• Reduce the coefficients of the allpass delays. This will reduce coloration, but will also reduce the echo density.

This is where the Diffusion control comes in. Instead of being a compromise solution that works OK for all signals and not great for any signal, it allows the user to adjust the algorithm to suit the input signal. It places the burden of balancing echo density and coloration on the end user, instead of on the algorithm designer. By knowing how the Diffusion control works, the end user can make their reverbs work better for them.

Is this an ideal solution? Probably not. But in the limited hardware processors of the late 1970′s, or the low-CPU plugins of today, it can be a reasonably effective solution.

EDIT #2: ValhallaRoom uses some clever signal processing tricks to avoid the issues associated with series allpass delays described above. A high level explanation of the Early Reverb section of ValhallaRoom can be found here. Even though ValhallaRoom has a Diffusion control, it is not being used to control allpass coefficients – the Early Reverb has no allpasses in it.

EDIT#3: ValhallaShimmer is built around a large number of cascaded, modulated allpass delays, and the artifacts that are generated by such a structure (see this blog post for more details). In addition, many of the “classic” digital reverbs relied heavily on series allpasses, so it isn’t to say that they produce a sound that is unusable – just that this sound isn’t necessarily reflective of what is found in a “real” acoustic space.

ValhallaShimmer Tips and Tricks: Chorus

ValhallaShimmer was primarily designed as a reverberator. However, it can also get some cool chorus sounds. The Chorus preset is a good place to start. Some general tips:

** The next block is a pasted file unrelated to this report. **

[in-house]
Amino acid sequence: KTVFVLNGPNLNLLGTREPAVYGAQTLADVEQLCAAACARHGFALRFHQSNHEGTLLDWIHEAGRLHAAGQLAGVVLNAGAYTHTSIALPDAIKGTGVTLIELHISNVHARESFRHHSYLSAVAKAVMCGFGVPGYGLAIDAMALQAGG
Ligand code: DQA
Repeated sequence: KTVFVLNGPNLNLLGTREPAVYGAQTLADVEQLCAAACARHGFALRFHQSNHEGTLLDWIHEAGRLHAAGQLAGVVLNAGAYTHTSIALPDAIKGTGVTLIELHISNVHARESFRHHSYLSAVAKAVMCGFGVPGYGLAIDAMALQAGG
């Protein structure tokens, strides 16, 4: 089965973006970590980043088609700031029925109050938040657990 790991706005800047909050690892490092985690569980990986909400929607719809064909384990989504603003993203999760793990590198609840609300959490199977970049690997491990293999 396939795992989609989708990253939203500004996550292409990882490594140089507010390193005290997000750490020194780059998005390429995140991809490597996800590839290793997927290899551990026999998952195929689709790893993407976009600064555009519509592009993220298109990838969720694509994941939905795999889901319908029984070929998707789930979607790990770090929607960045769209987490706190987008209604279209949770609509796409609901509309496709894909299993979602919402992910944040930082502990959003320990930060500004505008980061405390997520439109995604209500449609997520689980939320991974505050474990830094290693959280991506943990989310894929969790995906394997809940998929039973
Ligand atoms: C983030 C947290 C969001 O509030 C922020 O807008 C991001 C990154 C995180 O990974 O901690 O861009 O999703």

• Set Size as low as possible. This will keep the reverberant quality to a minimum
  • Use one of the smaller reverbMode settings. The Chorus preset uses smallStereo, but mediumStereo can be used for a more diffuse, washy chorus.
  • Set Diffusion up around halfway to start with, and go from there. Too high of a Diffusion setting will result in more of a small room sound, but this might be what you are looking for.
  • modDepth should be set to about 0.5 for starters, and modRate should be adjusted to taste.
  • Note that higher settings of Diffusion result in more pitch change for given settings of modRate/modDepth, so you may want to turn down Diffusion and/or modDepth if things get out of hand.
  • The bright colorMode will result in a full-bandwidth chorus signal, while the dark colorMode will be closer to the older BBD based choruses.
  • Use highCut to control the overall brightness.
  • lowCut can be used to shave away the low frequencies, which can add clarity to a chorused signal.
  • Feedback should be left at 0 for standard chorusing. Turning it up with the above settings will result in a very metallic sound, which, again, might be exactly what you are looking for.

ValhallaShimmer Tips and Tricks: Using Diffusion instead of predelay

A number of users have asked why there is no pre-delay parameter in ValhallaShimmer. I decided to exclude a predelay parameter, partly due to the desire to keep the UI as simple as possible, but mainly because I feel that the Diffusion parameter can be used to serve a similar function: to create a sense of separation between the source signal and the reverbed signal.

Here’s a quick tutorial in adjusting Diffusion to create the proper separation/blending between dry and wet signals:

  • Create the desired reverb “size” and decay, through the use of ReverbMode, Size, Diffusion, and Feedback, as described in an earlier tips and tricks entry.
  • Gradually back down on the value of Diffusion. Remember that a value of 0.9 and above will result in a fast attack for the reverb envelope, while a Diffusion value of 0.5-0.618 will result in the reverb fading in very slowly. Setting the value somewhere in between will create an attack that isn’t instantaneous, and that will sit behind the dry signal in a way that is similar to how predelay is often used in reverbs.